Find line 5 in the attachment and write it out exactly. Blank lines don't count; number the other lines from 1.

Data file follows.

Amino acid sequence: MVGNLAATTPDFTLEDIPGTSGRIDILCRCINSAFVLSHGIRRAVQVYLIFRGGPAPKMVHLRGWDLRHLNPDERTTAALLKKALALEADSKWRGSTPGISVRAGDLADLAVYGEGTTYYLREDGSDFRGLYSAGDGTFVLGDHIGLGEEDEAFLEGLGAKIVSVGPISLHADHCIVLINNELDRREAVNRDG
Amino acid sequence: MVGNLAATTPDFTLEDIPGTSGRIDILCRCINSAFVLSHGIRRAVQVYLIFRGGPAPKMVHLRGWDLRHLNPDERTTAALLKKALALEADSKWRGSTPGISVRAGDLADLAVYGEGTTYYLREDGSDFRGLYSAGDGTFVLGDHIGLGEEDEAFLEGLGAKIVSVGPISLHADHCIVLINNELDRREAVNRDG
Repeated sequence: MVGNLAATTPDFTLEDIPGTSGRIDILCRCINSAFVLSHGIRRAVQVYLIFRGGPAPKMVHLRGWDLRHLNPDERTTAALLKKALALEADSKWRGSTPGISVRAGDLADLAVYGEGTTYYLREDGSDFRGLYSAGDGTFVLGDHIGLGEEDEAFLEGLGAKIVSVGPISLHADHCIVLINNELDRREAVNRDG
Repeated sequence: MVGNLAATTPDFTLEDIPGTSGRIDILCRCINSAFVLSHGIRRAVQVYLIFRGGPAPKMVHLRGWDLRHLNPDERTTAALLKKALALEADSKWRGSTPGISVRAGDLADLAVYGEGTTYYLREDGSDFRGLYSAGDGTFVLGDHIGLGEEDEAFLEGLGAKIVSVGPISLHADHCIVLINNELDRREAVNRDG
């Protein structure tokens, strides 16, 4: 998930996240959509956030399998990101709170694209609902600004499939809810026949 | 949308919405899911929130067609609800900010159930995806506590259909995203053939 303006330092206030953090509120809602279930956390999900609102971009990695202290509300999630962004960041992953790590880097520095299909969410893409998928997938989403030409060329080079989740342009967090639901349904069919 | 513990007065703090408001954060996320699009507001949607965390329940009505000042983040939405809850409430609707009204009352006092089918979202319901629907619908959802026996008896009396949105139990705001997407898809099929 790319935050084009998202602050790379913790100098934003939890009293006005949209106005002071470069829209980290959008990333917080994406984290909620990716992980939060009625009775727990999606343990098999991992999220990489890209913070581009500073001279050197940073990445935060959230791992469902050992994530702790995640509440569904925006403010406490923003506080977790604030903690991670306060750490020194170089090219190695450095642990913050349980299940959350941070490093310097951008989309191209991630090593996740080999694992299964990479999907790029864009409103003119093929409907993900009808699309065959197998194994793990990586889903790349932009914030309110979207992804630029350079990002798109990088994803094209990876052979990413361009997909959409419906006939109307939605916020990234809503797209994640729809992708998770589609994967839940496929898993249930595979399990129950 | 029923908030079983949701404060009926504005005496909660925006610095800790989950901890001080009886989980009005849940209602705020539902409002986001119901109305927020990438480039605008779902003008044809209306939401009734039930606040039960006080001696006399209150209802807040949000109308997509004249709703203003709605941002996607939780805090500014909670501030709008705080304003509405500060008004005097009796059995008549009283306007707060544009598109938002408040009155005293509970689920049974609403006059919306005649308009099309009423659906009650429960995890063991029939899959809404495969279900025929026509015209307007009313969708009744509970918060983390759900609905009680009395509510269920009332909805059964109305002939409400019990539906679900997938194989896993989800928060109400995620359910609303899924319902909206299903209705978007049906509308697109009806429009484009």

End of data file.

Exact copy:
């Protein structure tokens, strides 16, 4: 998930996240959509956030399998990101709170694209609902600004499939809810026949 | 949308919405899911929130067609609800900010159930995806506590259909995203053939 303006330092206030953090509120809602279930956390999900609102971009990695202290509300999630962004960041992953790590880097520095299909969410893409998928997938989403030409060329080079989740342009967090639901349904069919 | 513990007065703090408001954060996320699009507001949607965390329940009505000042983040939405809850409430609707009204009352006092089918979202319901629907619908959802026996008896009396949105139990705001997407898809099929 790319935050084009998202602050790379913790100098934003939890009293006005949209106005002071470069829209980290959008990333917080994406984290909620990716992980939060009625009775727990999606343990098999991992999220990489890209913070581009500073001279050197940073990445935060959230791992469902050992994530702790995640509440569904925006403010406490923003506080977790604030903690991670306060750490020194170089090219190695450095642990913050349980299940959350941070490093310097951008989309191209991630090593996740080999694992299964990479999907790029864009409103003119093929409907993900009808699309065959197998194994793990990586889903790349932009914030309110979207992804630029350079990002798109990088994803094209990876052979990413361009997909959409419906006939109307939605916020990234809503797209994640729809992708998770589609994967839940496929898993249930595979399990129950 | 029923908030079983949701404060009926504005005496909660925006610095800790989950901890001080009886989980009005849940209602705020539902409002986001119901109305927020990438480039605008779902003008044809209306939401009734039930606040039960006080001696006399209150209802807040949000109308997509004249709703203003709605941002996607939780805090500014909670501030709008705080304003509405500060008004005097009796059995008549009283306007707060544009598109938002408040009155005293509970689920049974609403006059919306005649308009099309009423659906009650429960995890063991029939899959809404495969279900025929026509015209307007009313969708009744509970918060983390759900609905009680009395509510269920009332909805059964109305002939409400019990539906679900997938194989896993989800928060109400995620359910609303899924319902909206299903209705978007049906509308697109009806429009484009």